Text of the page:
The neighbourhood of al-Darb al-Ahmar has a long history that spans almost 700 years. Having been located in close proximity to the citadel (the seat of power from the time of the Ayyubids until the 1860's) it was the center of Cairo's political, cultural and economic activity. Its streets and alleyways are (or were) littered with impressive monuments and historical buildings that are a testament to it's once vibrant past - structures built by the patrons, elite and governors of the city. When Khedive Ismail moved the seat of power to Abdeen Palace in the 1860's, the neighbourhood began to witness a steady decline. Although this decline rapidly accelerated in the last few decades, exacerbated by bad planning policies (or lack thereof) and a disregard to the area's heritage, historic character or tightly knit urban fabric, the antiquity of the place remained apparent. Behind the piles of rubbish and raw sewage, the derelict buildings and dilapidated monuments still expressed the area's strong historical character. A revitalization program was begun by the Aga Khan Trust for Culture at the beginning of 2000 and aimed at preserving the historic character of this extremely important part of Egypt's heritage. Mosques, a palace and Ottoman houses were restored, as were many turn-of-the-century residential buildings. The neighbourhood was being transformed.
|Old building in the neighbourhood|
|Part of an alley in Darb al-Ahmar with old buildings still preserved|
However, today, and for the last two years, a real catastrophe has unfolded. Taking advantage of the almost complete absence of authorities from the municipality and interior ministry (who also never carried out their jobs properly prior to the revolution), construction companies have begun tearing down 3-4 storey old houses and registered monuments, and replacing them with ugly 10 storey monstrosities. Most of these new residential buildings have been built along the eastern edge of the neighbourhood overlooking the Azhar Park. It is clear from the pattern of construction that the contractors' goal is to take advantage of the view of the park and consequently sell their new apartments blocks at exorbitant prices - an action motivated purely by greed. Ironically when first envisioned, one of the goals of the park, located at the edge of al-Darb al-Ahmar, was to conserve the neighbourhood's past and restore it's vitality. Today, the park has pushed contractor's to do the exact opposite. Authorities have on their part failed to take any form of action to counter these blatant violations. The only reaction noted so far is to fine contractors for exceeding the height limit allowed for a building (a fine contractors are more than willing to pay and which in turn keeps the authorities pockets full and happy).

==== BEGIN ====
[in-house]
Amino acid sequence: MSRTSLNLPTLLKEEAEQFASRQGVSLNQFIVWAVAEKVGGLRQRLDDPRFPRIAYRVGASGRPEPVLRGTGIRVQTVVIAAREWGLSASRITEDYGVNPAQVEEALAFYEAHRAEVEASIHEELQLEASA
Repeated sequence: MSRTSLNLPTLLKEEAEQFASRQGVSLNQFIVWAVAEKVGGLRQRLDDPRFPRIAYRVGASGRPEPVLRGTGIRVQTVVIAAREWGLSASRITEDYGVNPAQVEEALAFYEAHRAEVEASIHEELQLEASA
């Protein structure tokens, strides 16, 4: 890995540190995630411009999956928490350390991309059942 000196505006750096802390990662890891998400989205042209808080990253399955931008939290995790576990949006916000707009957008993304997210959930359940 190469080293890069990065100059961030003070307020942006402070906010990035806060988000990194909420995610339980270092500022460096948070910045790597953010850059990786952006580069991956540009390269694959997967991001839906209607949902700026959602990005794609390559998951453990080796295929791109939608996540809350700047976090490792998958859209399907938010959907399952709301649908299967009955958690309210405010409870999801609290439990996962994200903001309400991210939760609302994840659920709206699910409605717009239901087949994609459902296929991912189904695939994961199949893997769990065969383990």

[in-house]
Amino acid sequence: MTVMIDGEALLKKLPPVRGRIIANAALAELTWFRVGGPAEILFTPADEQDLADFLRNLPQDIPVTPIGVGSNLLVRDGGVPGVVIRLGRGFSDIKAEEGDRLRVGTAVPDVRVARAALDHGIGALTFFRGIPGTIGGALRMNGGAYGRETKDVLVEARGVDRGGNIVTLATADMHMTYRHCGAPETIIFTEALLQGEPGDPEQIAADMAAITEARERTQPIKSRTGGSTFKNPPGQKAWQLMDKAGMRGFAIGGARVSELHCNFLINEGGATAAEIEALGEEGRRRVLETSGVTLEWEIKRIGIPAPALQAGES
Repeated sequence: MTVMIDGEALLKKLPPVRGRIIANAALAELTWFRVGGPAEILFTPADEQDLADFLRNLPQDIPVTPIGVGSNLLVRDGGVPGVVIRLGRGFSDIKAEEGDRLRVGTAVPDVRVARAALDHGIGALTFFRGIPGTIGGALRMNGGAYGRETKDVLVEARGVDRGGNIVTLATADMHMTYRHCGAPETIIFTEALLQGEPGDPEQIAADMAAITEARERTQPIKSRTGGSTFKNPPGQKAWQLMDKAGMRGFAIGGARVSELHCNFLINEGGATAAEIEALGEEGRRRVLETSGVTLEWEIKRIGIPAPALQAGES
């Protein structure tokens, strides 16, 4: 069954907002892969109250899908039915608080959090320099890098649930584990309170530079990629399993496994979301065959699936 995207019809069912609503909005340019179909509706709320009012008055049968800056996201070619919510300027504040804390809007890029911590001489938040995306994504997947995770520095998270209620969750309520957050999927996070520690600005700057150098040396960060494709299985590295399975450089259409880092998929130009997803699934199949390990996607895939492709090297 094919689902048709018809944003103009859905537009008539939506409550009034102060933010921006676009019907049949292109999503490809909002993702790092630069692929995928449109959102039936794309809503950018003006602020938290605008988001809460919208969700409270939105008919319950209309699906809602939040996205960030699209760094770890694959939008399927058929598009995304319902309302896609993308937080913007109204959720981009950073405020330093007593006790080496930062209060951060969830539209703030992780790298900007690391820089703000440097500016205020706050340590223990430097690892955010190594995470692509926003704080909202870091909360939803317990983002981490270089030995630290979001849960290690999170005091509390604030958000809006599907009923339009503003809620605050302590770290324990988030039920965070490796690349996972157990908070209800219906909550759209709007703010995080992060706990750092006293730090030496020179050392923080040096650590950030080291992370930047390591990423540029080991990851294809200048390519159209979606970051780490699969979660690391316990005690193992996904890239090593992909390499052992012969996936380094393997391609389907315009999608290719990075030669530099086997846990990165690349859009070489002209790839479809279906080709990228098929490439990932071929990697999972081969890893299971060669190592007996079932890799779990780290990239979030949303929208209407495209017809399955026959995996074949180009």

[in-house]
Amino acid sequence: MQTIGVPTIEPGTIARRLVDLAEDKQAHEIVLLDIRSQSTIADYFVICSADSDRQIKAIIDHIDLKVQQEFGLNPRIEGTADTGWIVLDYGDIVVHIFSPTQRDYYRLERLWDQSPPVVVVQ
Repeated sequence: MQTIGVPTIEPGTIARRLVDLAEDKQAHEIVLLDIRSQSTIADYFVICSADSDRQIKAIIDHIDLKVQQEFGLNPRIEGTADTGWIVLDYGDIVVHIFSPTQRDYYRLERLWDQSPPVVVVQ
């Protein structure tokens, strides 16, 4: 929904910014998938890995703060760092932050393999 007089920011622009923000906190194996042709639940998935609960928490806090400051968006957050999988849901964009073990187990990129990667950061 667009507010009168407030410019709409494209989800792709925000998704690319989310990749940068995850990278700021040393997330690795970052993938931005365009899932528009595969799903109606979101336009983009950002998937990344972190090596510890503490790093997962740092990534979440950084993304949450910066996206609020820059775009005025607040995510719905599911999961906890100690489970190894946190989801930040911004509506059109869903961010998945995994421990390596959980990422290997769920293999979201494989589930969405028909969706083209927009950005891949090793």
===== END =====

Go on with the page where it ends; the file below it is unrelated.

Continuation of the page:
|One of many examples of the horrible buildings overtaking the neighbourhood|
|One of the new constructions towers over an Ottoman Sabil Kuttab|
|The new apartment buildings leave no breathing space|
|A building still under constructions dwarfs the original houses of the area|
|Several new buildings spring up along this narrow alley|
|Less and less of the original houses and structures remain|
|All compete for view of the park|
|A new building next to one of the old houses restored by the project|
I walked through al-Darb al-Ahmar last week, a place I had worked in for almost 6 years, and found it unrecognizable. The small alleyways that were once lined with stone structures and turn-of-the-century buildings, now host towering apartment buildings that are glued to one another and which have succeeded in shutting off any light or air from reaching the street. What has happened and is continuing to happen in al-Darb al-Ahmar is by all means, a disaster. It is an attack on our history and our heritage - an attack that has unfortunately become all too common in Egypt today.